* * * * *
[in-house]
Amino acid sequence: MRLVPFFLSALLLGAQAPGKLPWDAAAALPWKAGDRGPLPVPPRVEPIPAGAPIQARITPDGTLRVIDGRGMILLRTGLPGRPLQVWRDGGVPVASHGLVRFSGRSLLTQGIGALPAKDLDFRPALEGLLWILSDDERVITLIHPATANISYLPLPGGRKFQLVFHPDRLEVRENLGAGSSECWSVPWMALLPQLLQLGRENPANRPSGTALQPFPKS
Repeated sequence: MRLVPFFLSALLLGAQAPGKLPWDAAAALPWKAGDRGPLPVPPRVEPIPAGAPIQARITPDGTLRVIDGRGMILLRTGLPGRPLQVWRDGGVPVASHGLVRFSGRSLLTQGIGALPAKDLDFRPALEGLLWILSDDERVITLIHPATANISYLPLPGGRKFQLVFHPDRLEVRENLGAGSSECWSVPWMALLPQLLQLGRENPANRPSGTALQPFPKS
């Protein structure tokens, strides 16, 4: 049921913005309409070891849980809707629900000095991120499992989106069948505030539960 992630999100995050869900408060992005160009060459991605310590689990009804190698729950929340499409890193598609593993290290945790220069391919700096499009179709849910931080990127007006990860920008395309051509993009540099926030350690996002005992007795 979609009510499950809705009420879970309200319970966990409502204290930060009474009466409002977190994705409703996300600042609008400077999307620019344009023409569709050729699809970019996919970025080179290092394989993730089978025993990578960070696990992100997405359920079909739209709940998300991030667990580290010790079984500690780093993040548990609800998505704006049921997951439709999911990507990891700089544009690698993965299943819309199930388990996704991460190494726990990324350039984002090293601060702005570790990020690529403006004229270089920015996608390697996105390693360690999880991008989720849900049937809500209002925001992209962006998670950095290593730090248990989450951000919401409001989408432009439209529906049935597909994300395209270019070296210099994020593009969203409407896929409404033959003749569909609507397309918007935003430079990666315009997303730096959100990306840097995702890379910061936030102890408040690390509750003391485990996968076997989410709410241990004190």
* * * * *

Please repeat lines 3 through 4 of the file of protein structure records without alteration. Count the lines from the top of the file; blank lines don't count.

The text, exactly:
Repeated sequence: MRLVPFFLSALLLGAQAPGKLPWDAAAALPWKAGDRGPLPVPPRVEPIPAGAPIQARITPDGTLRVIDGRGMILLRTGLPGRPLQVWRDGGVPVASHGLVRFSGRSLLTQGIGALPAKDLDFRPALEGLLWILSDDERVITLIHPATANISYLPLPGGRKFQLVFHPDRLEVRENLGAGSSECWSVPWMALLPQLLQLGRENPANRPSGTALQPFPKS
């Protein structure tokens, strides 16, 4: 049921913005309409070891849980809707629900000095991120499992989106069948505030539960 992630999100995050869900408060992005160009060459991605310590689990009804190698729950929340499409890193598609593993290290945790220069391919700096499009179709849910931080990127007006990860920008395309051509993009540099926030350690996002005992007795 979609009510499950809705009420879970309200319970966990409502204290930060009474009466409002977190994705409703996300600042609008400077999307620019344009023409569709050729699809970019996919970025080179290092394989993730089978025993990578960070696990992100997405359920079909739209709940998300991030667990580290010790079984500690780093993040548990609800998505704006049921997951439709999911990507990891700089544009690698993965299943819309199930388990996704991460190494726990990324350039984002090293601060702005570790990020690529403006004229270089920015996608390697996105390693360690999880991008989720849900049937809500209002925001992209962006998670950095290593730090248990989450951000919401409001989408432009439209529906049935597909994300395209270019070296210099994020593009969203409407896929409404033959003749569909609507397309918007935003430079990666315009997303730096959100990306840097995702890379910061936030102890408040690390509750003391485990996968076997989410709410241990004190």